Highway 101 led us right into the heart of San Francisco. Since Madison and I will be coming back here at the end of next month, we were just going to pass through the city. But while we were here, we figured that we would drive across the Golden Gate Bridge. After fighting through downtown traffic for a few minutes, we hit the bridge and cut across the bay. The tops of the bridge supports were clouded in white smoke. I wasn’t sure if it was smoke or clouds. Off to the right, Alcatraz sat abandoned and shrouded in haze in the middle of the bay.
Once we got off the bridge, we had the choice to continue driving on U.S. 101 or to jump back on California Highway 1, the Pacific Coast Highway. Since I was driving and I love scenic highways, I picked CA-1.
After cutting through a little town, the road turned into a dangerous, narrow and winding path up countless mountains. I loved every minute of it. I couldn’t go much faster that about 20 mph without risking hitting the mountain or plummeting down the cliff. Every corner was blind. I just had to hope no one was in my lane. I felt like Dale Earnhardt Jr. on a road course. I always wanted to be a race car driver. This was fun for the first 20 minutes. The road ran right along the coast, hanging on a cliff at least a hundred feet above the Pacific Ocean. You could look out and see water stretching on forever. Below us the surf lapped against the rock walls. The sun was getting low in the western sky.
But after driving this way for about 45 minutes, Paw-Paw and Madison started getting restless. It was getting late in the afternoon. Madison was hungry and sleepy. I think Paw-Paw just wanted to stop. They obviously didn’t get the same enjoyment out of the awesomely fun sharp curves that I did.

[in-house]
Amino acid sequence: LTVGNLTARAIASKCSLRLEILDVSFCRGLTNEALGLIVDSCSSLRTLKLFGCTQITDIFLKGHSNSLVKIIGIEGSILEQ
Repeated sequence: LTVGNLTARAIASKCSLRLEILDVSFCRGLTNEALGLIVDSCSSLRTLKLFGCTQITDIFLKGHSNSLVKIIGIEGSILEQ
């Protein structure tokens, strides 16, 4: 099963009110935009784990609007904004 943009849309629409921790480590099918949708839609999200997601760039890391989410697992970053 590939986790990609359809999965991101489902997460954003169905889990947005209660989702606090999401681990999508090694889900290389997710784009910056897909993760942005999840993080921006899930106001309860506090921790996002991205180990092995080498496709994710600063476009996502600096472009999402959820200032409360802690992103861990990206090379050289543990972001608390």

We finally got to a little town: Stimson Beach, population 751. Too small to stop in. We wound on.
Pt. Reyes Station: population 350. Nope.
Marshall: population 50. What…
Dogtown: population 30.
At this point, I thought Madison was going to start eating the seat cushion. Judging by the map, there wasn’t anything on this road for miles. There were barely any crossroads. My fun drive was starting to turn into a mistake, at least in their eyes. I was still making engine noises with my mouth as I jerked the car around 90 degree turns.
We finally found a way to get off this empty coastal road and back to U.S. 101, i.e. society. Santa Rosa was our Californian oasis. We found a Best Western and settled in. This hotel room is surprisingly the best we’ve seen on the trip so far — even better than the MGM Grand. We went downtown and got some pizza. I gave the leftovers to a grateful homeless couple. I bought ice cream for Madison to make up for my joyriding.
This seems like a nice little town, but after a long day of driving, we were too exhausted to explore more than a small section of downtown. Time to turn in.
Through the redwoods we go tomorrow.